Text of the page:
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What effect did the Great Schism have on Catholicism?

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The Great Schism of 1054 resulted in a permanent divide between the Catholic Church and the Eastern Orthodox Church. The Great Schism of 1378–1417 led to a weakening in confidence in Catholic leadership that would eventually result in the Reformation.

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The Great Schism can refer to two separate events. The first is the East-West Schism of 1054. The second is the Western Schism of 1378-1417.

The effects of the Great Schism of 1054 had a profound impact on the entire history of the Catholic Church. It definitively set Rome as the central location of Catholic authority with the Pope as the Church's leader. It resulted in the permanently separate church hierarchy and ecclesiastical practices between the Catholic Church and Eastern Orthodox Christianity. An immediate effect was that Italy was left vulnerable to attacks by the Normans. Pope Leo IX had hoped to form a common military alliance against the Normans, but the division meant that aid from the east never arrived. This led to the establishment of several Norman fiefdoms in Italy, which eroded the power of the Papacy for some time.

Feuds, some of them violent and deadly, occurred between Catholics and Eastern Orthodox Christians throughout the High Middle Ages. This includes the Massacre of the Latins in 1182 and the pillaging of Constantinople in 1204. In 1965, a nominal attempt at reconciliation between the two churches was made. To this day, each church sends a delegation to the other's celebration of their patronal feast. However, deep divides still exist which will likely never be rectified.

The Western Schism involved two rival popes, one in Rome, the other in Avignon. This lasted for nearly forty years beginning in 1378. Each pope declared the other one illegitimate. This was a confusing time for Catholics as no one was sure which pope to follow. The main effect of this schism was that it weakened people's confidence and faith in the Catholic Church and led to calls for reform. Over the next couple of hundred years, many reformers called into question the practices of Catholic leadership. This eventually led to the Reformation movement in which numerous new churches sprung up in protest of Catholic practices.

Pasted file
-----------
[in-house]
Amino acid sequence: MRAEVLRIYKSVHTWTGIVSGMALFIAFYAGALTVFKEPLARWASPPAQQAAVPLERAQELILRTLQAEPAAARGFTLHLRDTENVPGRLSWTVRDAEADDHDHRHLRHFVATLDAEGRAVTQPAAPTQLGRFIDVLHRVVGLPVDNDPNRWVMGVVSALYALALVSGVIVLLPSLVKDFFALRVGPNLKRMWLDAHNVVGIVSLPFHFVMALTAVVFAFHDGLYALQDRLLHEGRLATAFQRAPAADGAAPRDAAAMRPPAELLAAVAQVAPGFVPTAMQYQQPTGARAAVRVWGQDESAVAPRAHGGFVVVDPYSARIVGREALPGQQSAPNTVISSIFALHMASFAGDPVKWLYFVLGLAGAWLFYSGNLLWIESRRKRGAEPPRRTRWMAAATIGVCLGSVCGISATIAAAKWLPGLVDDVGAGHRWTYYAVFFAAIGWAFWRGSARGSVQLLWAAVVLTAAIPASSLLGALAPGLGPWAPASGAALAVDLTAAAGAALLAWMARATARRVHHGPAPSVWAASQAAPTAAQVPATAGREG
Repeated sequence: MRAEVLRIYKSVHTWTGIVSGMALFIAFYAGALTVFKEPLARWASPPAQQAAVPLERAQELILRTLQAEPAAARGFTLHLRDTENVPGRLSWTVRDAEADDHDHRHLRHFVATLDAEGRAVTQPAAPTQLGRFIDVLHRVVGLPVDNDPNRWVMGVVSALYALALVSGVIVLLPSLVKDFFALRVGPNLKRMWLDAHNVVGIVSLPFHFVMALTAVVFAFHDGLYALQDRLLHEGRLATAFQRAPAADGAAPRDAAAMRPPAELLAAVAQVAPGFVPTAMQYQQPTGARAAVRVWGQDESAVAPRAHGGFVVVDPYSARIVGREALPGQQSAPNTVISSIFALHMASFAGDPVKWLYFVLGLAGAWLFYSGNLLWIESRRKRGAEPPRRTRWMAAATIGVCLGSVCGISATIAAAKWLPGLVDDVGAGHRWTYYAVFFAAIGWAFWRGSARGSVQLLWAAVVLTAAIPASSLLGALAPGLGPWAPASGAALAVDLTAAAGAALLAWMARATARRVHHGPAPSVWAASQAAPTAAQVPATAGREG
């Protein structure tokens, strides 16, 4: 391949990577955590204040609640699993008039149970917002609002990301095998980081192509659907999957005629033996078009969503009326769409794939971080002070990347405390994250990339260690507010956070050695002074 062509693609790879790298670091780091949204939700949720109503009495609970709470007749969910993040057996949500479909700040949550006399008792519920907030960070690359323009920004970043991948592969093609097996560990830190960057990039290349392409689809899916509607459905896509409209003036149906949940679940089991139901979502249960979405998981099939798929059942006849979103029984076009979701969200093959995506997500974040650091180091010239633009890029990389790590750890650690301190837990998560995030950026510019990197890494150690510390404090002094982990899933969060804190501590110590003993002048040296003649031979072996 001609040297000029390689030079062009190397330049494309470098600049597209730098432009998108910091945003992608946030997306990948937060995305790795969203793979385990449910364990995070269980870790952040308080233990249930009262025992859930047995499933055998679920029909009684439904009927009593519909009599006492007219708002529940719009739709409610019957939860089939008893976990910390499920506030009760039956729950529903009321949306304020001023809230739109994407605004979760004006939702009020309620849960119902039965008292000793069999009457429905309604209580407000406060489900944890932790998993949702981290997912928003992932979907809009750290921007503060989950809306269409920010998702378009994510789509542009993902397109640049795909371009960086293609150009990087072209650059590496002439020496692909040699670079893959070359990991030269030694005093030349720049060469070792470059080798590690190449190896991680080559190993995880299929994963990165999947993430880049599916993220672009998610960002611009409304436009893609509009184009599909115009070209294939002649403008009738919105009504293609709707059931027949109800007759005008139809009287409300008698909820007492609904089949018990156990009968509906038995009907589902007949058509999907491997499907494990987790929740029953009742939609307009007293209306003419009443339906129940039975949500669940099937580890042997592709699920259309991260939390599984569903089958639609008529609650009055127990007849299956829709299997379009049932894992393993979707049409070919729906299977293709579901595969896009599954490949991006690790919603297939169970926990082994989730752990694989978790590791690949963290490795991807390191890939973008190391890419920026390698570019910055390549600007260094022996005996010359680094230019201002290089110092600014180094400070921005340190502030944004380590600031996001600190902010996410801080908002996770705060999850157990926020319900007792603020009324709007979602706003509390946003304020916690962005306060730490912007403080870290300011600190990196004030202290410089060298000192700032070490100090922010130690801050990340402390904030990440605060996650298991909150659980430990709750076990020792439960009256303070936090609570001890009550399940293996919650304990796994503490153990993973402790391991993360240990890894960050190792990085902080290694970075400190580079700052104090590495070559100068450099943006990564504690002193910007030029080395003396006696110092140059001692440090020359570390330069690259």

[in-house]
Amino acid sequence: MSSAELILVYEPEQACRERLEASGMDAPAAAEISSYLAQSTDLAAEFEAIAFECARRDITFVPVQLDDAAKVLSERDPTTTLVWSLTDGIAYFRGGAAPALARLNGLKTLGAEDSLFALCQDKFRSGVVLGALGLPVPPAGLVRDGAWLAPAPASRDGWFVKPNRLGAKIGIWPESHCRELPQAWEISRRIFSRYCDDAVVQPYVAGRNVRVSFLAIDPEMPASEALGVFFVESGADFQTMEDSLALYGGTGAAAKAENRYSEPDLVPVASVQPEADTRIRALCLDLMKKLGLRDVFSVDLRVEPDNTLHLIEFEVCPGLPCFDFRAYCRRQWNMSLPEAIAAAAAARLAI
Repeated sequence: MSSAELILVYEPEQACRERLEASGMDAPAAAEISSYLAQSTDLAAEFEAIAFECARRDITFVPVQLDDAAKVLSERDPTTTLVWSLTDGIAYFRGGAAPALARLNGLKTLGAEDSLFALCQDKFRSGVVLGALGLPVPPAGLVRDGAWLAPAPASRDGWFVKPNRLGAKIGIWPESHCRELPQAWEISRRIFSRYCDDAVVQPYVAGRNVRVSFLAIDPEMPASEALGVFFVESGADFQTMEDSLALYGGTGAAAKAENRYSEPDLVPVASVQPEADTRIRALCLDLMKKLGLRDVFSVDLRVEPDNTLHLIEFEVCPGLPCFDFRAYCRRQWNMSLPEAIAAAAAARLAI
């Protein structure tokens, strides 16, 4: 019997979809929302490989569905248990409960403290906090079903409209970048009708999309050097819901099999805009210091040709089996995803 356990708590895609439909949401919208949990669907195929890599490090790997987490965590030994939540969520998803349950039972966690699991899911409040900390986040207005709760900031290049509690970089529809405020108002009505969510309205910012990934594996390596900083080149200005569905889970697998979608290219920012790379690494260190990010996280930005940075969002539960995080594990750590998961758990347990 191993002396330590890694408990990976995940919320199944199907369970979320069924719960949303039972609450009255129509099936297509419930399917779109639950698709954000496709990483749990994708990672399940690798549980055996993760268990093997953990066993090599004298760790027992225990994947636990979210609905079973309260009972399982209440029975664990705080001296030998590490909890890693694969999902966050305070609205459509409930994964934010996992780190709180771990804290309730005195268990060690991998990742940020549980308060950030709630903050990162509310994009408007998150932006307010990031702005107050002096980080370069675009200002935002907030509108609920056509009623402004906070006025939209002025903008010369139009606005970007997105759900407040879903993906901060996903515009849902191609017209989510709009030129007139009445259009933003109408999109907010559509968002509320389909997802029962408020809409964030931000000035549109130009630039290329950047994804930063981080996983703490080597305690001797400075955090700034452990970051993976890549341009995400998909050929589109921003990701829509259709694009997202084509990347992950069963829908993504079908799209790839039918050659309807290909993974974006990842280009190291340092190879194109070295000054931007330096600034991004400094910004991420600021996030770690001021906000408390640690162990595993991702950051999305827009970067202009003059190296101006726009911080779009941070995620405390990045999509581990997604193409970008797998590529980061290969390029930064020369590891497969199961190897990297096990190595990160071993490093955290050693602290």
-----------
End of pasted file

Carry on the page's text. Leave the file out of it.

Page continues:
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The Great Schism refers to the separation of the Catholic Church into the Roman Catholic Church and the Eastern Orthodox Church. The schism occurred mainly due to differences in beliefs about the authority of the pope, theological interpretations, and doctrinal differences. While the Great Schism was the formal separation that occurred in the year 1054 AD, the tensions and major disagreements that led to this schism have been ongoing for centuries.

At the time of the Great Schism, the Western churches (separated into the Roman Catholic Church) were led by Pope Leo IX, and the Eastern churches (separated into the Eastern Orthodox Church) were led by the patriarch of Constantinople, Michael Cerularius. The effects of the Great Schism are still present today through the cultural, religious, and language differences between those who practice in the Roman Catholic Churches and those who practice in the Eastern Orthodox Churches.